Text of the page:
March 25, 1997 1:45 PM ET
Work it girl! NEC gets versatile
By Margaret Kane

  The booth-babe of Comdex past may have gone out of style, but Packard Bell NEC Inc. is adopting a new spin on an old formula to catch readers' eyes. To wit, the company's new advertising campaign features a 6-foot-4-inch blond transvestite in full makeup and high heels and a form-fitting dress.

Who's the leggy blond in the ads for NEC's Versa 2600 notebooks? None other than RuPaul, a cross-dressing singer and actor, whose full name is RuPaul Andre Charles.

The Mountain View, Calif., company said RuPaul was chosen as one of the representatives for Packard Bell NEC's new campaign because of his "versatility." The theme of the campaign is "versatile notebooks for versatile people."

"This isn't meant to be provocative for the sake of being provocative," said Kerry Zeida, vice president of corporate communications at NEC. "This is really trying to find celebrities that match the characteristics of the ad itself."

Zeida said the advertisements, which began running earlier this month, will continue all year, featuring other celebrities such as Tracey Ullman and Jerry Lewis. Another campaign with an unnamed athlete will also run.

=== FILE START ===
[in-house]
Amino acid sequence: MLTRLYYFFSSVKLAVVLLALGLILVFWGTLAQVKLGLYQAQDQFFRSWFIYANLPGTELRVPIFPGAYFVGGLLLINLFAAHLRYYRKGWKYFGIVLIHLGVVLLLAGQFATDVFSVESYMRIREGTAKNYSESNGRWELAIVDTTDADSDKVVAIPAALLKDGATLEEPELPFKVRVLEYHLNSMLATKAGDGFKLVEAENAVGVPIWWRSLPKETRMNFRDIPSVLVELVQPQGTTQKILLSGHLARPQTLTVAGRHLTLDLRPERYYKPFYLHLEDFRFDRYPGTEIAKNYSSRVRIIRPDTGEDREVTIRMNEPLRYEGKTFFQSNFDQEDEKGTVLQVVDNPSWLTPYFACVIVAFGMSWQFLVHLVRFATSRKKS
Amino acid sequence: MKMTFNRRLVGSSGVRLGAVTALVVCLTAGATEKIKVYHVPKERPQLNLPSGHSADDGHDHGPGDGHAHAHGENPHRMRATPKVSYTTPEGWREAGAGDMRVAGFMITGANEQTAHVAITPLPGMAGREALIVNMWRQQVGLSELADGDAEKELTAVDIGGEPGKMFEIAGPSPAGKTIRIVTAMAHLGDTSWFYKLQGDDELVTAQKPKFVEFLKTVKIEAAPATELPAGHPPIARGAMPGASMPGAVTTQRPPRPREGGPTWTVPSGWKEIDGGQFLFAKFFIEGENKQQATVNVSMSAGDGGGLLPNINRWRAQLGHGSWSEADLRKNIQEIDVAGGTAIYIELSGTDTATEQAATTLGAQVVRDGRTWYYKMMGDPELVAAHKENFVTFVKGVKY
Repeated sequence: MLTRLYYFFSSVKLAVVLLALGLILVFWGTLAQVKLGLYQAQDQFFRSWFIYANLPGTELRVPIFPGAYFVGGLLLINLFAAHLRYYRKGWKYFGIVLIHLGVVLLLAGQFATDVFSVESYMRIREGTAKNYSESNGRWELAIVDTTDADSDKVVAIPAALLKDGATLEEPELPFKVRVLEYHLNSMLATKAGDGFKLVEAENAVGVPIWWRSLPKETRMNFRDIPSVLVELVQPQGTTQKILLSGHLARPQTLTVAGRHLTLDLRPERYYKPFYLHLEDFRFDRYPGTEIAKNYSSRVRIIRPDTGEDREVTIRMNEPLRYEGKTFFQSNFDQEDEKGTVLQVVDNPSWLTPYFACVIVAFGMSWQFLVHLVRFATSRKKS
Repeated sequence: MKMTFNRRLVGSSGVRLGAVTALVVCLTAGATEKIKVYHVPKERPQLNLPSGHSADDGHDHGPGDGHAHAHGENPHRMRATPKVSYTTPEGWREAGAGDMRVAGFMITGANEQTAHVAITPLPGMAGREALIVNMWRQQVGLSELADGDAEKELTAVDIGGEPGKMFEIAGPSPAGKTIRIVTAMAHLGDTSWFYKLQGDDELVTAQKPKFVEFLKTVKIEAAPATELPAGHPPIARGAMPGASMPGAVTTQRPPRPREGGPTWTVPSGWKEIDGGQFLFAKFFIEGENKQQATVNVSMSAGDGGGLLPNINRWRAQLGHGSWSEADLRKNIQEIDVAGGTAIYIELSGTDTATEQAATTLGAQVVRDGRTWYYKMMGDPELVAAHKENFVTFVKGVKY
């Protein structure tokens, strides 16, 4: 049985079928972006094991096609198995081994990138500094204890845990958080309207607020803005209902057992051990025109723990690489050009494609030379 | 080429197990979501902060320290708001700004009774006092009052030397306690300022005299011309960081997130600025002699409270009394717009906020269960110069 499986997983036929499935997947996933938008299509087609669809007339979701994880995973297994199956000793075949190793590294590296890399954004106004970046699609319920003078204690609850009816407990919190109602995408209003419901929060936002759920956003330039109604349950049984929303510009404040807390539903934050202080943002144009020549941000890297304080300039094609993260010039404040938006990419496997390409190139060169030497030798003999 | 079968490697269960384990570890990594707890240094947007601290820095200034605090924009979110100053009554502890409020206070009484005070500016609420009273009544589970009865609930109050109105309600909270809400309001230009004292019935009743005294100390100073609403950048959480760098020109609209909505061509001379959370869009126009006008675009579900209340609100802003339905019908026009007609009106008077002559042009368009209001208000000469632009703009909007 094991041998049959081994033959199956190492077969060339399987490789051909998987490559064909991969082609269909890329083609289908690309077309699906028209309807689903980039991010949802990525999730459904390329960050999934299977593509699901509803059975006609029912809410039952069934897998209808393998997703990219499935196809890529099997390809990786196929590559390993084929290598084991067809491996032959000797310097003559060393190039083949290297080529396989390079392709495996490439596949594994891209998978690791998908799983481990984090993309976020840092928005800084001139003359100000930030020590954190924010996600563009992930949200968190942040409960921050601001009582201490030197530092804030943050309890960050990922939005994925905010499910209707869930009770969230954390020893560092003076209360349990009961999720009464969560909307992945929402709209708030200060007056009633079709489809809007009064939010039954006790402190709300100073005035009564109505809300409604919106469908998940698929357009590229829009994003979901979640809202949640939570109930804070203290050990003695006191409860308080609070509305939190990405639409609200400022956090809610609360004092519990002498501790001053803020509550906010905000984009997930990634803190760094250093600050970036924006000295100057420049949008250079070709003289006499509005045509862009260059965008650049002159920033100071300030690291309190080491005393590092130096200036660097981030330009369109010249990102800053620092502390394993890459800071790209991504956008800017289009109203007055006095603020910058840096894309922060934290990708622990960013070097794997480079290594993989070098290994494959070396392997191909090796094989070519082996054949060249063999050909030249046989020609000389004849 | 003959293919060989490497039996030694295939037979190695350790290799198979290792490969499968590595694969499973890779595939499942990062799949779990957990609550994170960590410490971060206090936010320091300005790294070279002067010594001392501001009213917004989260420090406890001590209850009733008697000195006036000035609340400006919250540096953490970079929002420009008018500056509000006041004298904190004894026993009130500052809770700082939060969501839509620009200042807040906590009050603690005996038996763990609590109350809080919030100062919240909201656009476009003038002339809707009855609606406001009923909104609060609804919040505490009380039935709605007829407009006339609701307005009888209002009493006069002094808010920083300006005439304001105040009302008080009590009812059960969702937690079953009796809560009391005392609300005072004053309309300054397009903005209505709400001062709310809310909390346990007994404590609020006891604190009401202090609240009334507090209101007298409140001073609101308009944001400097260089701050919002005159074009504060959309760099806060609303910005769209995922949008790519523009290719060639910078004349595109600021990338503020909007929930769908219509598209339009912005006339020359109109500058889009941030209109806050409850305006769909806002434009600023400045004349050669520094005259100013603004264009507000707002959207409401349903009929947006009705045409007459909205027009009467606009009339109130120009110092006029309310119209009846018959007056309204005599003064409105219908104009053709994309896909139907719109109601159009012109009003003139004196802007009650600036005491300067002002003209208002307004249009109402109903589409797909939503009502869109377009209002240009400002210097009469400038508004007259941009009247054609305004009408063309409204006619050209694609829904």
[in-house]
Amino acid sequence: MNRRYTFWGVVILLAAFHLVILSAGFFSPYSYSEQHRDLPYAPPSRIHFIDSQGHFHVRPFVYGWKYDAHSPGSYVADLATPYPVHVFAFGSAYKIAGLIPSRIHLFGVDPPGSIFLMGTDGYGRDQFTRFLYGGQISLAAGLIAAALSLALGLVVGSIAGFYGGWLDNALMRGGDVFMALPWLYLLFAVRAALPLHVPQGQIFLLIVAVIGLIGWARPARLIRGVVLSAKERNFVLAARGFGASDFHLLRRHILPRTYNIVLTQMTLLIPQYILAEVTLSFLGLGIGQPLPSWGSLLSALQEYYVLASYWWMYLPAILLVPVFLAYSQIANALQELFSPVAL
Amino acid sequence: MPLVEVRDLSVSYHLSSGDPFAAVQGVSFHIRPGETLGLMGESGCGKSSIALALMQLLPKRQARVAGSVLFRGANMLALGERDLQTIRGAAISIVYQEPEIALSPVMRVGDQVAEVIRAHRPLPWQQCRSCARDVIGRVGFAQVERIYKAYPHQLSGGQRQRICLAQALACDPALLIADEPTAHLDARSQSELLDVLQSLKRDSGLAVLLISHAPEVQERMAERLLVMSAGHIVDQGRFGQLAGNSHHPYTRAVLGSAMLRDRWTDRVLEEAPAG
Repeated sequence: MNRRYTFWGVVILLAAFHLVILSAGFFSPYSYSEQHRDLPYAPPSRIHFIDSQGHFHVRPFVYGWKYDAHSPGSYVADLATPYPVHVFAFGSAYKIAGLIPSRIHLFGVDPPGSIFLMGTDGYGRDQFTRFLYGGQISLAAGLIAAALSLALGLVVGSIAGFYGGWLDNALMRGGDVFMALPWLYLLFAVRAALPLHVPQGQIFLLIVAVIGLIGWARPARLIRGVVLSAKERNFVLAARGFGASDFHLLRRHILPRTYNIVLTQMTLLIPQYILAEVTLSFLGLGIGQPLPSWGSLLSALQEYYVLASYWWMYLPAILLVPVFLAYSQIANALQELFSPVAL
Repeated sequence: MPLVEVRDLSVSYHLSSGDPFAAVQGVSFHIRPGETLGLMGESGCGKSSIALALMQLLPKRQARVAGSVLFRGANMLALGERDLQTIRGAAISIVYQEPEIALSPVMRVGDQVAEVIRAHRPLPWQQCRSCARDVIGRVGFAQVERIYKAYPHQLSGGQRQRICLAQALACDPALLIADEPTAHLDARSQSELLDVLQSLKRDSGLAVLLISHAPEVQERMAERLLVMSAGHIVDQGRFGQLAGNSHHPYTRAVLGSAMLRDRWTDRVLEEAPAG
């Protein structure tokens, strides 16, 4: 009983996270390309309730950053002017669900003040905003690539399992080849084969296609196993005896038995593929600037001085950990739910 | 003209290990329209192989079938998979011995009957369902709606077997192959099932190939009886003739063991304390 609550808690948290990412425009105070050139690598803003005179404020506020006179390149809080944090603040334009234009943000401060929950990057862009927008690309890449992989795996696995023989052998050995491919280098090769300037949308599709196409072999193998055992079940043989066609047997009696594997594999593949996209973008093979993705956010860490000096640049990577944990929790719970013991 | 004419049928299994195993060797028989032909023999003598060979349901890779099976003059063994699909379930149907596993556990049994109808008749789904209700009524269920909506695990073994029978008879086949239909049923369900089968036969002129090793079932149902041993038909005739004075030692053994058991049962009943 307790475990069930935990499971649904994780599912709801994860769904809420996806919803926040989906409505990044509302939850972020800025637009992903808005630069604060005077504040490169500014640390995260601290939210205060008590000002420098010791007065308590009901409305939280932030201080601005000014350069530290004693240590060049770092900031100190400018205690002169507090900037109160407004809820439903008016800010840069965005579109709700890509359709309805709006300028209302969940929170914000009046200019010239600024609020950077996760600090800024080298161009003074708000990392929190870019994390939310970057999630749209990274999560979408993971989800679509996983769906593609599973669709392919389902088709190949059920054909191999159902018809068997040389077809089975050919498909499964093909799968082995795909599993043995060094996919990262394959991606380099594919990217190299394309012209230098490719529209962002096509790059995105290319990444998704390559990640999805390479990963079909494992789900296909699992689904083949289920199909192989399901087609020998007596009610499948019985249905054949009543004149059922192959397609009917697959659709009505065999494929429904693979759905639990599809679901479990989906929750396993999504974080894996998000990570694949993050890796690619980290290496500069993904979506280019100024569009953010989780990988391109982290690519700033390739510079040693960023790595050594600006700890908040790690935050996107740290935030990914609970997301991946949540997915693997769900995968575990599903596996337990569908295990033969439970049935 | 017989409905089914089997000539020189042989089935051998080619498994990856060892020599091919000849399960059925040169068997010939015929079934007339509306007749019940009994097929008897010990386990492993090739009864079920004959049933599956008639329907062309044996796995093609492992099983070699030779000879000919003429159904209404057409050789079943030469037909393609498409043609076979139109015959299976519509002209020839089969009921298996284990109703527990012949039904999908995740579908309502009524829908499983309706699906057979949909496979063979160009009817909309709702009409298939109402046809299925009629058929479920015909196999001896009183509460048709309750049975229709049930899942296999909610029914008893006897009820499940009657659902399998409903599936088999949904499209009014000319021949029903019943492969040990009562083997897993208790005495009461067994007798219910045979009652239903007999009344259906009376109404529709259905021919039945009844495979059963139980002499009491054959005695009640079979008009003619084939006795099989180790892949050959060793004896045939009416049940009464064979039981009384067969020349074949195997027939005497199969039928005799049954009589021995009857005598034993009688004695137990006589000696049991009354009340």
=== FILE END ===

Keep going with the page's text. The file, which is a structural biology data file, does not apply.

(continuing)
In addition to appearing in computer magazines, the advertisements will appear in mainstream publications such as Rolling Stone, Zeida said. The hope is that the campaign will push NEC into the top tier of notebook vendors.

"There is a desire to broaden beyond the traditional IS core," he said. "Purchases today are made by hip people. We don't want [Rolling Stone readers] to yawn when they see our ads. We want it as sophisticated and as creative as they are."

Zeida said NEC has received some letters chastising the company for using an openly gay cross-dresser in its campaign, but added that "for every one, we've gotten another one saying this is a very gutsy, very sophisticated approach."

"I wasn't concerned so much that people would be turned off by him, as I was concerned that people wouldn't know him," he said.

Copyright(c) 1997 Ziff-Davis Publishing Company. All rights reserved. Reproduction in whole or in part in any form or medium without express written permission of Ziff-Davis Publishing Company is prohibited. PC Week and the PC Week logo are trademarks of Ziff-Davis Publishing Company. PC Week Online and the PC Week Online logo are trademarks of Ziff-Davis Publishing Company.

Send mail to PC Week